It’s been an endless debate. Pick or pluck. Fingers or pick. It seems that no matter what you choose, the opposite group will lash out at you.

“Picks are for beginners!” the pluckers would shout. “You can play easier with a pick. so you’d be a fool not to” the pickers would say in response. These two groups have been arguing against each other for years, and it never really amounts to anything.

It’s kind of funny, because both groups are wrong. So which should you actually use? When you’re playing bass guitar, should you use your fingers or a pick? 

The answer, quite simply, is to use both.

Next time you plug in your bass guitar to play, I want you to play a few notes with a pick. Then, I want you to set your pick down and pluck the same notes with your fingers.

You’ll notice that the two sets of notes sound differently. They’re the same notes, but they have a different tone. The plucking tone may sound a bit wider and fuller, while the pick may sound a bit more ‘punchy.’ These tones of course, will be influenced by both your bass and the type of picks you’re using, but the difference should be noticeable.

Therefore, these tones will each sound better for different songs. Metal and punk music tends to favor picks while softer music and funk often sounds better with fingerstyle. Listen to the song you’re looking to play, and you’ll probably be able to tell the difference. Play with whatever method sounds better to you.

The emphasis here really is on the sound. I hear a lot of bass players choose to only play fingerstyle just because that’s what they see everyone else doing, and they feel pressured to do so to “fit in.” Your instrument is about the way it sounds, not the way it looks. There’s nothing wrong with playing with a pick if that sounds better to you.  Jason Newsted (Metallica), Justin Chancellor (Tool),  and Paul McCartney (The Beatles) all played with picks, if that makes you feel better.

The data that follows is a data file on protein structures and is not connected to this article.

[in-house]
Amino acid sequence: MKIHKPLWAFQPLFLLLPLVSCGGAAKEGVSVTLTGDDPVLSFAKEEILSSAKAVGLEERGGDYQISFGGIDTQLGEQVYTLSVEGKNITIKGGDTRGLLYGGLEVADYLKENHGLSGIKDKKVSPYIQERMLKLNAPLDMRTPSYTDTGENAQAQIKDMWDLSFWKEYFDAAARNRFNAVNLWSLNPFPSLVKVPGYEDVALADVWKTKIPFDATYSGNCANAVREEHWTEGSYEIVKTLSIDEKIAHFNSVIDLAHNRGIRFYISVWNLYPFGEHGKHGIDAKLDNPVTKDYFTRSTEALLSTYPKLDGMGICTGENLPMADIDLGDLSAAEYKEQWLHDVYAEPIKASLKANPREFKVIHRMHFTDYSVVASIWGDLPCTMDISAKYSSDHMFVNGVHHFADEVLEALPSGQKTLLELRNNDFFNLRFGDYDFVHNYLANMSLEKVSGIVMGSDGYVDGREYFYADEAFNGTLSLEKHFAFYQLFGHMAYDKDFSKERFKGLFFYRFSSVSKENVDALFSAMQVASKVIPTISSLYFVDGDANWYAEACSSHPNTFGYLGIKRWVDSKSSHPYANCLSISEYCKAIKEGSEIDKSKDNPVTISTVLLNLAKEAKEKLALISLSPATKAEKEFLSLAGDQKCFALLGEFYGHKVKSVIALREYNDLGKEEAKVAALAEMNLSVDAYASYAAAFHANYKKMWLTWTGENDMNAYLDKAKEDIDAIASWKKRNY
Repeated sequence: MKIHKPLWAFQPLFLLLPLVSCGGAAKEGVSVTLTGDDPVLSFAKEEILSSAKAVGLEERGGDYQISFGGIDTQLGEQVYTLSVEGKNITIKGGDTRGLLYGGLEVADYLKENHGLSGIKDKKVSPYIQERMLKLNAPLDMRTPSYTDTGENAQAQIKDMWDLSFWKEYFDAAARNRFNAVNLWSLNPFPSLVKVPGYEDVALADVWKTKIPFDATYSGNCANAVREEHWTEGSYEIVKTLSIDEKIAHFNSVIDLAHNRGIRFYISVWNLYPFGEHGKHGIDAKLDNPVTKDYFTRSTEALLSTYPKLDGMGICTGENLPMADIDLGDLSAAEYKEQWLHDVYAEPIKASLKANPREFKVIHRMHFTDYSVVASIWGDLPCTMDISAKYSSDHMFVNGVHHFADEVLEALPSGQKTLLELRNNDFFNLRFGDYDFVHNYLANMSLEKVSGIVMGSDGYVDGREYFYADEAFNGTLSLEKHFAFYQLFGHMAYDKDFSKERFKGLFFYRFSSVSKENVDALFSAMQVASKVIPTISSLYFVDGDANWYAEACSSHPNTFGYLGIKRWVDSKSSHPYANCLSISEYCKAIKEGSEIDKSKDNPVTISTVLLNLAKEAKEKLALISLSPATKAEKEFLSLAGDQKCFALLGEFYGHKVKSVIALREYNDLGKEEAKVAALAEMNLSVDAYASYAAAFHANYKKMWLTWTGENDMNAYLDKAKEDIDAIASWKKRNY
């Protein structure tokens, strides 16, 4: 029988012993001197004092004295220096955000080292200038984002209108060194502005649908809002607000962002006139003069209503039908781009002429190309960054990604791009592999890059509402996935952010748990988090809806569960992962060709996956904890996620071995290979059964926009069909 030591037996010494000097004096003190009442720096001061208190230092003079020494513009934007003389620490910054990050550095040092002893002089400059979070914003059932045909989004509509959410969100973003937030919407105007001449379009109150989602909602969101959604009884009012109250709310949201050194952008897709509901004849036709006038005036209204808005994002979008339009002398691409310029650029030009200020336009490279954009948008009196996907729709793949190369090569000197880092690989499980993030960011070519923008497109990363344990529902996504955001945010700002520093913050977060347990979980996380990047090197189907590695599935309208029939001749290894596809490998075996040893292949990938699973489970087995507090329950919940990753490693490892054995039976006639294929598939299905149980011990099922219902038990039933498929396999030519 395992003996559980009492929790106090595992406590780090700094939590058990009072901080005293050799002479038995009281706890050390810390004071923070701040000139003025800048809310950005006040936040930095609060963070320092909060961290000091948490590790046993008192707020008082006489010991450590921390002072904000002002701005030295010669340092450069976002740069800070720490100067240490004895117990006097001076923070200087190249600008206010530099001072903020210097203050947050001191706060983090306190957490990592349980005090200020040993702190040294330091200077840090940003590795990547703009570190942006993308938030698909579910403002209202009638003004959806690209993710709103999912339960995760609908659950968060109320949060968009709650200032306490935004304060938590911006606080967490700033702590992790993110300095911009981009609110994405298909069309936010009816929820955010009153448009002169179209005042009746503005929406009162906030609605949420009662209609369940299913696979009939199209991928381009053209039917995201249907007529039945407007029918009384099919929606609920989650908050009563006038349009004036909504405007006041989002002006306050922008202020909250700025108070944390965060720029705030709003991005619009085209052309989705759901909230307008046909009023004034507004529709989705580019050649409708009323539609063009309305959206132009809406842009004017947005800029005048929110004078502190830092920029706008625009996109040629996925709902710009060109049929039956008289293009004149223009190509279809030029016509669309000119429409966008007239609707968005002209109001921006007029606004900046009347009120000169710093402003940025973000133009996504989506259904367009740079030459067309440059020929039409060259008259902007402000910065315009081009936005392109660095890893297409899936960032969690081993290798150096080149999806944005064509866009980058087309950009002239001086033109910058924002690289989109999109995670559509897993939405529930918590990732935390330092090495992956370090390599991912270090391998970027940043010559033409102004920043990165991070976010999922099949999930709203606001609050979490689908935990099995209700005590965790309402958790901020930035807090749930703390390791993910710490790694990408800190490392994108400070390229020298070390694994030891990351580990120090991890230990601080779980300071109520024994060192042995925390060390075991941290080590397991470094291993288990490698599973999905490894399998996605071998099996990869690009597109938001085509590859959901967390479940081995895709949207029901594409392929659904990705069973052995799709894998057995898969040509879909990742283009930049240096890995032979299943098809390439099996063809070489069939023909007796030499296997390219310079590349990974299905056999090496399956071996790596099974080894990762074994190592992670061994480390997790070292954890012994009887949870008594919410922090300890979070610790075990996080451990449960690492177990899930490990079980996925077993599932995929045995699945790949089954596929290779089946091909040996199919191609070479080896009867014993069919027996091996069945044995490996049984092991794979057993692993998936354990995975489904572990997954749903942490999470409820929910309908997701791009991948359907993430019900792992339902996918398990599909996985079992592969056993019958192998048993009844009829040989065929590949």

It’s a good idea to become proficient and using both your fingers and a pick. That way, you can use either without bias. It’s fair to say that if you’re better with a pick, you’ll opt to use it without thinking about it, even when the song would sound better with your fingers. Try to become equally skilled at both, because both methods have their uses. Plus, you never know when you’ll lose your pick at a band practice or show. One thing’s for certain – you’ll always have your fingers (well… hopefully.)

It may take longer to become good at both methods, but it will most definitely be worth it in the end. Focus on both picking and plucking, and you’re guaranteed to become a better, well-rounded bassist. More doors will be open to you, and you’ll gain the ability to sound good while playing any genre of music.

There’s no harm in trying, so start working with the method you’re weakest with and build up your skill from there! You’ll thank me later.